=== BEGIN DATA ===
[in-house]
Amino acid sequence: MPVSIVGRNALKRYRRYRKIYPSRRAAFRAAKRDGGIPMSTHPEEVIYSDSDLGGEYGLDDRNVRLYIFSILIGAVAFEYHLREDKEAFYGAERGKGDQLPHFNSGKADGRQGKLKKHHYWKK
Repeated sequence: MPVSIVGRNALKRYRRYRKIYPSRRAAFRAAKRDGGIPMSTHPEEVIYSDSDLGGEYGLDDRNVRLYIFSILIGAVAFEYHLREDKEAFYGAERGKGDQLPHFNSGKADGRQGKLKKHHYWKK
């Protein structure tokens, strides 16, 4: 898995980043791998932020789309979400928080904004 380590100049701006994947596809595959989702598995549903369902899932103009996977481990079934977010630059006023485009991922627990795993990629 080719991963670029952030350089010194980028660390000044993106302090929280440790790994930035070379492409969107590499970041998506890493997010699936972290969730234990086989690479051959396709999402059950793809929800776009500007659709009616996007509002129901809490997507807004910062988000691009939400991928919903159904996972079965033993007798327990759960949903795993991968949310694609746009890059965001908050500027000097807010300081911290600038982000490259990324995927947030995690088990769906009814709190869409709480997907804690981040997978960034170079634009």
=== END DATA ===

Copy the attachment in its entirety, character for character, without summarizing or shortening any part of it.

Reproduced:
[in-house]
Amino acid sequence: MPVSIVGRNALKRYRRYRKIYPSRRAAFRAAKRDGGIPMSTHPEEVIYSDSDLGGEYGLDDRNVRLYIFSILIGAVAFEYHLREDKEAFYGAERGKGDQLPHFNSGKADGRQGKLKKHHYWKK
Repeated sequence: MPVSIVGRNALKRYRRYRKIYPSRRAAFRAAKRDGGIPMSTHPEEVIYSDSDLGGEYGLDDRNVRLYIFSILIGAVAFEYHLREDKEAFYGAERGKGDQLPHFNSGKADGRQGKLKKHHYWKK
């Protein structure tokens, strides 16, 4: 898995980043791998932020789309979400928080904004 380590100049701006994947596809595959989702598995549903369902899932103009996977481990079934977010630059006023485009991922627990795993990629 080719991963670029952030350089010194980028660390000044993106302090929280440790790994930035070379492409969107590499970041998506890493997010699936972290969730234990086989690479051959396709999402059950793809929800776009500007659709009616996007509002129901809490997507807004910062988000691009939400991928919903159904996972079965033993007798327990759960949903795993991968949310694609746009890059965001908050500027000097807010300081911290600038982000490259990324995927947030995690088990769906009814709190869409709480997907804690981040997978960034170079634009």